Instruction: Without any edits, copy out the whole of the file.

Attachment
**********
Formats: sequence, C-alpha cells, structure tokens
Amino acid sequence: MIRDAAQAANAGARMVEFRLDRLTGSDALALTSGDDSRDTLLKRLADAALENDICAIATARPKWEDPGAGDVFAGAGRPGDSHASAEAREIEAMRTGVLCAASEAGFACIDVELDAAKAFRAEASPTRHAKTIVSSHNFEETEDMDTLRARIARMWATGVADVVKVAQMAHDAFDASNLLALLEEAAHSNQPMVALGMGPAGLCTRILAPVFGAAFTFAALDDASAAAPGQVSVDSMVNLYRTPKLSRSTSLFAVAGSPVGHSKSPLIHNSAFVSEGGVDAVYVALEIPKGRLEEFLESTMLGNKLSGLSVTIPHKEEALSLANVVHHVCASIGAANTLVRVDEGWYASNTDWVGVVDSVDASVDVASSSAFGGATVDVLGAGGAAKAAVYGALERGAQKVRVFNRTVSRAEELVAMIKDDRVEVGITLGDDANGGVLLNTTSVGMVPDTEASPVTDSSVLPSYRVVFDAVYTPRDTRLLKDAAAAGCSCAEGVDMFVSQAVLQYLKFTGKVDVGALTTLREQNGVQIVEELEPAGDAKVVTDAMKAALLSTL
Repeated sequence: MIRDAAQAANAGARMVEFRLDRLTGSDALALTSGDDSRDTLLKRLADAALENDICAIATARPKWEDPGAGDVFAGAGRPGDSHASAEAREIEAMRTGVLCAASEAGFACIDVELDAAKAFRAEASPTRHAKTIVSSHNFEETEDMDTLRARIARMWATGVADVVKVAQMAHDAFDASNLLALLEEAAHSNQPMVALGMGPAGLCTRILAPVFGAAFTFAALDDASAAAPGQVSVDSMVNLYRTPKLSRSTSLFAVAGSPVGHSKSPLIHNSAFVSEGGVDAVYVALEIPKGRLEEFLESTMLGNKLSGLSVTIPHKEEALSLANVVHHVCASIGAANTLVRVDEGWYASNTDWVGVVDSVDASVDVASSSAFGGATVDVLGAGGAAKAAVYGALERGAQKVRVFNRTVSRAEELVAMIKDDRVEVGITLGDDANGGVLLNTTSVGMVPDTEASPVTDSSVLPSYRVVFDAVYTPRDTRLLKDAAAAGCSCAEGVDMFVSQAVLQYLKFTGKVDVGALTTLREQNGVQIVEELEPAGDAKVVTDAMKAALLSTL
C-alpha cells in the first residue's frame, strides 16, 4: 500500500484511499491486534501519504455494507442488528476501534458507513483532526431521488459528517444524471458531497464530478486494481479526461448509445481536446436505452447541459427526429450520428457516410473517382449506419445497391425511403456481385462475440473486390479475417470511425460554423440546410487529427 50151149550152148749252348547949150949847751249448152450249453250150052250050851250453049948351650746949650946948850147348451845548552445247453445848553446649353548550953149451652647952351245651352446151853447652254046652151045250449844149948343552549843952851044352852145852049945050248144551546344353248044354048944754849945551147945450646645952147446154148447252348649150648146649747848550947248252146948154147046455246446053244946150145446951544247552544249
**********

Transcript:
Formats: sequence, C-alpha cells, structure tokens
Amino acid sequence: MIRDAAQAANAGARMVEFRLDRLTGSDALALTSGDDSRDTLLKRLADAALENDICAIATARPKWEDPGAGDVFAGAGRPGDSHASAEAREIEAMRTGVLCAASEAGFACIDVELDAAKAFRAEASPTRHAKTIVSSHNFEETEDMDTLRARIARMWATGVADVVKVAQMAHDAFDASNLLALLEEAAHSNQPMVALGMGPAGLCTRILAPVFGAAFTFAALDDASAAAPGQVSVDSMVNLYRTPKLSRSTSLFAVAGSPVGHSKSPLIHNSAFVSEGGVDAVYVALEIPKGRLEEFLESTMLGNKLSGLSVTIPHKEEALSLANVVHHVCASIGAANTLVRVDEGWYASNTDWVGVVDSVDASVDVASSSAFGGATVDVLGAGGAAKAAVYGALERGAQKVRVFNRTVSRAEELVAMIKDDRVEVGITLGDDANGGVLLNTTSVGMVPDTEASPVTDSSVLPSYRVVFDAVYTPRDTRLLKDAAAAGCSCAEGVDMFVSQAVLQYLKFTGKVDVGALTTLREQNGVQIVEELEPAGDAKVVTDAMKAALLSTL
Repeated sequence: MIRDAAQAANAGARMVEFRLDRLTGSDALALTSGDDSRDTLLKRLADAALENDICAIATARPKWEDPGAGDVFAGAGRPGDSHASAEAREIEAMRTGVLCAASEAGFACIDVELDAAKAFRAEASPTRHAKTIVSSHNFEETEDMDTLRARIARMWATGVADVVKVAQMAHDAFDASNLLALLEEAAHSNQPMVALGMGPAGLCTRILAPVFGAAFTFAALDDASAAAPGQVSVDSMVNLYRTPKLSRSTSLFAVAGSPVGHSKSPLIHNSAFVSEGGVDAVYVALEIPKGRLEEFLESTMLGNKLSGLSVTIPHKEEALSLANVVHHVCASIGAANTLVRVDEGWYASNTDWVGVVDSVDASVDVASSSAFGGATVDVLGAGGAAKAAVYGALERGAQKVRVFNRTVSRAEELVAMIKDDRVEVGITLGDDANGGVLLNTTSVGMVPDTEASPVTDSSVLPSYRVVFDAVYTPRDTRLLKDAAAAGCSCAEGVDMFVSQAVLQYLKFTGKVDVGALTTLREQNGVQIVEELEPAGDAKVVTDAMKAALLSTL
C-alpha cells in the first residue's frame, strides 16, 4: 500500500484511499491486534501519504455494507442488528476501534458507513483532526431521488459528517444524471458531497464530478486494481479526461448509445481536446436505452447541459427526429450520428457516410473517382449506419445497391425511403456481385462475440473486390479475417470511425460554423440546410487529427 50151149550152148749252348547949150949847751249448152450249453250150052250050851250453049948351650746949650946948850147348451845548552445247453445848553446649353548550953149451652647952351245651352446151853447652254046652151045250449844149948343552549843952851044352852145852049945050248144551546344353248044354048944754849945551147945450646645952147446154148447252348649150648146649747848550947248252146948154147046455246446053244946150145446951544247552544249